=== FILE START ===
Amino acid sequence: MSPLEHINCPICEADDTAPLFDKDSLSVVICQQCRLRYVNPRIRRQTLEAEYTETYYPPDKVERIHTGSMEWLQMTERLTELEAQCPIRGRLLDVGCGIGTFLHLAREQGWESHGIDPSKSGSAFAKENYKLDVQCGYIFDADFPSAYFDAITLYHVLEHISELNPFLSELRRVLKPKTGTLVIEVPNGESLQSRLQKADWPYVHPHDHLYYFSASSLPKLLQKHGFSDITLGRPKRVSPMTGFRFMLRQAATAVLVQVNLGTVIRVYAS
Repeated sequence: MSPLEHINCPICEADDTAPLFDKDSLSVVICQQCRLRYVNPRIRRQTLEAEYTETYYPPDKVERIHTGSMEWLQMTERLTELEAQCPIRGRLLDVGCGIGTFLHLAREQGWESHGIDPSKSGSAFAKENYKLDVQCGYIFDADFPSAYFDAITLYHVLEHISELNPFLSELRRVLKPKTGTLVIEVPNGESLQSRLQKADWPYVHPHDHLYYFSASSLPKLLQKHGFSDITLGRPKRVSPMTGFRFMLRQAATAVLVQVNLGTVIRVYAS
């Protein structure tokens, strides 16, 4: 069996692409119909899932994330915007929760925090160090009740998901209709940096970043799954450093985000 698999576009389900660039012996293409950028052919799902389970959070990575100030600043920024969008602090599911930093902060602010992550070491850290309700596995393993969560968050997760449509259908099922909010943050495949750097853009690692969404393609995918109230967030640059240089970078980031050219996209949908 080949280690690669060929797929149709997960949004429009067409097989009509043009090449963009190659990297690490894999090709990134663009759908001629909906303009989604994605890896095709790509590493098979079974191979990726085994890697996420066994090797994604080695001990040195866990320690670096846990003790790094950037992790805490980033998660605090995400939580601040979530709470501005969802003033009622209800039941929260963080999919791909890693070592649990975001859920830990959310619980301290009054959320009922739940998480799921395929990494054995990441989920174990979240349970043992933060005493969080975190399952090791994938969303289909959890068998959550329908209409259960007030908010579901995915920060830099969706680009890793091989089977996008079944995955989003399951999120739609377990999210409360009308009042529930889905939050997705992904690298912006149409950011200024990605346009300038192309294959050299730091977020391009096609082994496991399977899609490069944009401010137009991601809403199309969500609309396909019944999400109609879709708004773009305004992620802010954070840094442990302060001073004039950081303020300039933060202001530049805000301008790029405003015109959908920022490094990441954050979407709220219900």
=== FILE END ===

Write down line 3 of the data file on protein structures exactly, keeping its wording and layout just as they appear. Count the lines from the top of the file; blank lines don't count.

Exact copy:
């Protein structure tokens, strides 16, 4: 069996692409119909899932994330915007929760925090160090009740998901209709940096970043799954450093985000 698999576009389900660039012996293409950028052919799902389970959070990575100030600043920024969008602090599911930093902060602010992550070491850290309700596995393993969560968050997760449509259908099922909010943050495949750097853009690692969404393609995918109230967030640059240089970078980031050219996209949908 080949280690690669060929797929149709997960949004429009067409097989009509043009090449963009190659990297690490894999090709990134663009759908001629909906303009989604994605890896095709790509590493098979079974191979990726085994890697996420066994090797994604080695001990040195866990320690670096846990003790790094950037992790805490980033998660605090995400939580601040979530709470501005969802003033009622209800039941929260963080999919791909890693070592649990975001859920830990959310619980301290009054959320009922739940998480799921395929990494054995990441989920174990979240349970043992933060005493969080975190399952090791994938969303289909959890068998959550329908209409259960007030908010579901995915920060830099969706680009890793091989089977996008079944995955989003399951999120739609377990999210409360009308009042529930889905939050997705992904690298912006149409950011200024990605346009300038192309294959050299730091977020391009096609082994496991399977899609490069944009401010137009991601809403199309969500609309396909019944999400109609879709708004773009305004992620802010954070840094442990302060001073004039950081303020300039933060202001530049805000301008790029405003015109959908920022490094990441954050979407709220219900």